It was also that way with eBooks until recently. This traditional model insulated publishers from the customer relationship. Once they sold their product to the middlemen, the customer had this relationship to deal with if any problems developed:
And this was the case with eBooks too. If an eBook retailer went under, the only recourse a customer had was against the retailer itself in whatever manner that was possible (such as bankruptcy court).
Until Apple entered the picture and proposed the Agency Model, which allowed publishers to set their prices. The Agency Model changed the entire chain of liability. Publishers are saying, in effect, “These books belong to us — not to any middleman or retailer — and you sell them at the price we set and simply get a sales commission.”
That new sales chain now looks like this:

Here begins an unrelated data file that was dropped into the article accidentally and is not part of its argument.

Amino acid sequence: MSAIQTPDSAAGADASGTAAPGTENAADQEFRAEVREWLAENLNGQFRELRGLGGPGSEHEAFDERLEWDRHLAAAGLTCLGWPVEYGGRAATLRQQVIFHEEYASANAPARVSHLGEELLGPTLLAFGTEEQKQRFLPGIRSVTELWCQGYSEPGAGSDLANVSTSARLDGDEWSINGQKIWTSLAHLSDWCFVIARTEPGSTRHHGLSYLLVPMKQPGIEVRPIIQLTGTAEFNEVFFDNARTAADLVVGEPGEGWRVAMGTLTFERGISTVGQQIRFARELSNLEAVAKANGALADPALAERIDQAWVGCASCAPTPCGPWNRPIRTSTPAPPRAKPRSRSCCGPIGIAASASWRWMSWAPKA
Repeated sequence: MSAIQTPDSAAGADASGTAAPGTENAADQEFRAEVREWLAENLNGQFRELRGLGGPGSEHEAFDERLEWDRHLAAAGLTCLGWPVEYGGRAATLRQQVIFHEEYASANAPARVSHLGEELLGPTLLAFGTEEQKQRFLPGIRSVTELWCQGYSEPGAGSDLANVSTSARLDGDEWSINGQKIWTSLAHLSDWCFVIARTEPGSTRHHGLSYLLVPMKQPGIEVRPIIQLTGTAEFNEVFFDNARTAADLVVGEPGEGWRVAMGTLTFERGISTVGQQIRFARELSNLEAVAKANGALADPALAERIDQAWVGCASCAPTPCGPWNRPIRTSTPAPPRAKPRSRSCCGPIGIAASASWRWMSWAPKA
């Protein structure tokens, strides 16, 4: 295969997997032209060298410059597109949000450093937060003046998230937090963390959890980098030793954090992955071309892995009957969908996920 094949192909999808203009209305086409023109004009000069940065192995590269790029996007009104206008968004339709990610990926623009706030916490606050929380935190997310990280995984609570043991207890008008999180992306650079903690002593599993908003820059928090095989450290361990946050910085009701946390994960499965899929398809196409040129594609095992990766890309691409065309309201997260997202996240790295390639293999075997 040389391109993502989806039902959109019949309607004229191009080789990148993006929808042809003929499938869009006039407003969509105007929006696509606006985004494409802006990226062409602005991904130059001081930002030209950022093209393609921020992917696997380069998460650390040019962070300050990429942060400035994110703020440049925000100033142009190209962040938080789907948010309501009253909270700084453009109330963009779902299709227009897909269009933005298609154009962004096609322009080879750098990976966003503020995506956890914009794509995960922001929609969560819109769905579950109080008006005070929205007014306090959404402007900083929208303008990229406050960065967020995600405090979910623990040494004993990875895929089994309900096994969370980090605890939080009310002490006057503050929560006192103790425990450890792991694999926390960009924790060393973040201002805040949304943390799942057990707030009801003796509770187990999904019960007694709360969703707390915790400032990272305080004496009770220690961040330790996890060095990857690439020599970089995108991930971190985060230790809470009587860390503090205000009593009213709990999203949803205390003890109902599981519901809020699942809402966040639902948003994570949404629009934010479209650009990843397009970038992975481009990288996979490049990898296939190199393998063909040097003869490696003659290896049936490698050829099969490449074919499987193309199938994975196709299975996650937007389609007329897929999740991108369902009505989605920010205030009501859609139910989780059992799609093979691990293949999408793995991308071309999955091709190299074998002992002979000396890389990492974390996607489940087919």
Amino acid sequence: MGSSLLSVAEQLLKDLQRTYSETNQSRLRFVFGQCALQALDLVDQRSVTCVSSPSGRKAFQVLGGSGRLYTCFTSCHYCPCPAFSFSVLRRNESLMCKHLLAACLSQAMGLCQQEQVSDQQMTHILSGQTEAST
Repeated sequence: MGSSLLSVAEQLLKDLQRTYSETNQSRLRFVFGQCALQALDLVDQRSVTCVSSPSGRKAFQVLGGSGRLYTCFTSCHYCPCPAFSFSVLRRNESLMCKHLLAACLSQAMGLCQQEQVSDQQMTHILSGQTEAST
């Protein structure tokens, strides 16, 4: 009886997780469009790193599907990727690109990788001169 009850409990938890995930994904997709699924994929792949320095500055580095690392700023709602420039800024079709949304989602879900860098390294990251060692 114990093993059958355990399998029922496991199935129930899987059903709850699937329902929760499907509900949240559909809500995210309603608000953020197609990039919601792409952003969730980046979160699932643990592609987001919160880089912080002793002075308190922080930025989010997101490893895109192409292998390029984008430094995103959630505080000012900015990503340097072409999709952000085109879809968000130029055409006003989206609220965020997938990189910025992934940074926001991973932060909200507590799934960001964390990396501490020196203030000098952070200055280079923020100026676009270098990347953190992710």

Now what happens when the “Agent” disappears? When, basically, the agent of the publisher goes into dissolution — as giant bookseller Borders might? The relationship is revealed to actually be this:
It seems to me that if Borders goes under and people no longer have access to their eBook purchases via their Borders online Library, that the publishers are now legally liable for replacing those eBooks in perpetuity.
Attorneys, starting reviewing your case law and precedents!
And the Big 6 of publishing had better start consulting their own attorneys too.
reposted with permission from Mike Cane's Xblog